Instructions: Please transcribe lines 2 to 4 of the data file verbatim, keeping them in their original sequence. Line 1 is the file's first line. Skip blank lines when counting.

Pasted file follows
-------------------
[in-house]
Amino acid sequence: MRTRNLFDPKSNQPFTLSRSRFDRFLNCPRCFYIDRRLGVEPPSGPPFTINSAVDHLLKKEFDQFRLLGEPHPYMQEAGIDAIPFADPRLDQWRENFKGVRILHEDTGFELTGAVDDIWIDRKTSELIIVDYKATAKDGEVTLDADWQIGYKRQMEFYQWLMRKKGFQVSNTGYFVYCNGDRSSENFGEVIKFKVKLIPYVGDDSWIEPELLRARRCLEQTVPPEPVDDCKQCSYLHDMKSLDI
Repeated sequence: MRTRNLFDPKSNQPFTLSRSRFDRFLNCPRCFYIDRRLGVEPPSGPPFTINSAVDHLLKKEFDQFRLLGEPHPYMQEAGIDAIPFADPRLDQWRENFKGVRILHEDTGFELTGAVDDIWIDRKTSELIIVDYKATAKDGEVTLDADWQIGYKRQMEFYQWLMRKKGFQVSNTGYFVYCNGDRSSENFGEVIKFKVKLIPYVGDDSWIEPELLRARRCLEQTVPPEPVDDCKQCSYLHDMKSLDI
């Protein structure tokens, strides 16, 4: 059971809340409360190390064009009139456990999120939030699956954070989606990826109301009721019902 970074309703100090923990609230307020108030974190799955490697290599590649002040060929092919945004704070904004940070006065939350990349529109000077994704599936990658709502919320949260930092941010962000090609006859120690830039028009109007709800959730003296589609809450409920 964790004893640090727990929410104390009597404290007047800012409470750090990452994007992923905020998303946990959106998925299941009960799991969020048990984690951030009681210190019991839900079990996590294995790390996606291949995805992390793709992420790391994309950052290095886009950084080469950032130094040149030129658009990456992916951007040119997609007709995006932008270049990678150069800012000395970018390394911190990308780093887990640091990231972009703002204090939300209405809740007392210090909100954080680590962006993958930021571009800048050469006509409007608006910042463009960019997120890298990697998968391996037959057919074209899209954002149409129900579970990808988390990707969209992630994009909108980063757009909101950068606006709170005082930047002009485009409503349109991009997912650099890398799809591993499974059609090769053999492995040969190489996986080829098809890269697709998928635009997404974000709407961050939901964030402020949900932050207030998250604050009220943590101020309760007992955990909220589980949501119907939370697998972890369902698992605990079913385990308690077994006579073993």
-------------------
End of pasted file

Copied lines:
Amino acid sequence: MRTRNLFDPKSNQPFTLSRSRFDRFLNCPRCFYIDRRLGVEPPSGPPFTINSAVDHLLKKEFDQFRLLGEPHPYMQEAGIDAIPFADPRLDQWRENFKGVRILHEDTGFELTGAVDDIWIDRKTSELIIVDYKATAKDGEVTLDADWQIGYKRQMEFYQWLMRKKGFQVSNTGYFVYCNGDRSSENFGEVIKFKVKLIPYVGDDSWIEPELLRARRCLEQTVPPEPVDDCKQCSYLHDMKSLDI
Repeated sequence: MRTRNLFDPKSNQPFTLSRSRFDRFLNCPRCFYIDRRLGVEPPSGPPFTINSAVDHLLKKEFDQFRLLGEPHPYMQEAGIDAIPFADPRLDQWRENFKGVRILHEDTGFELTGAVDDIWIDRKTSELIIVDYKATAKDGEVTLDADWQIGYKRQMEFYQWLMRKKGFQVSNTGYFVYCNGDRSSENFGEVIKFKVKLIPYVGDDSWIEPELLRARRCLEQTVPPEPVDDCKQCSYLHDMKSLDI
């Protein structure tokens, strides 16, 4: 059971809340409360190390064009009139456990999120939030699956954070989606990826109301009721019902 970074309703100090923990609230307020108030974190799955490697290599590649002040060929092919945004704070904004940070006065939350990349529109000077994704599936990658709502919320949260930092941010962000090609006859120690830039028009109007709800959730003296589609809450409920 964790004893640090727990929410104390009597404290007047800012409470750090990452994007992923905020998303946990959106998925299941009960799991969020048990984690951030009681210190019991839900079990996590294995790390996606291949995805992390793709992420790391994309950052290095886009950084080469950032130094040149030129658009990456992916951007040119997609007709995006932008270049990678150069800012000395970018390394911190990308780093887990640091990231972009703002204090939300209405809740007392210090909100954080680590962006993958930021571009800048050469006509409007608006910042463009960019997120890298990697998968391996037959057919074209899209954002149409129900579970990808988390990707969209992630994009909108980063757009909101950068606006709170005082930047002009485009409503349109991009997912650099890398799809591993499974059609090769053999492995040969190489996986080829098809890269697709998928635009997404974000709407961050939901964030402020949900932050207030998250604050009220943590101020309760007992955990909220589980949501119907939370697998972890369902698992605990079913385990308690077994006579073993």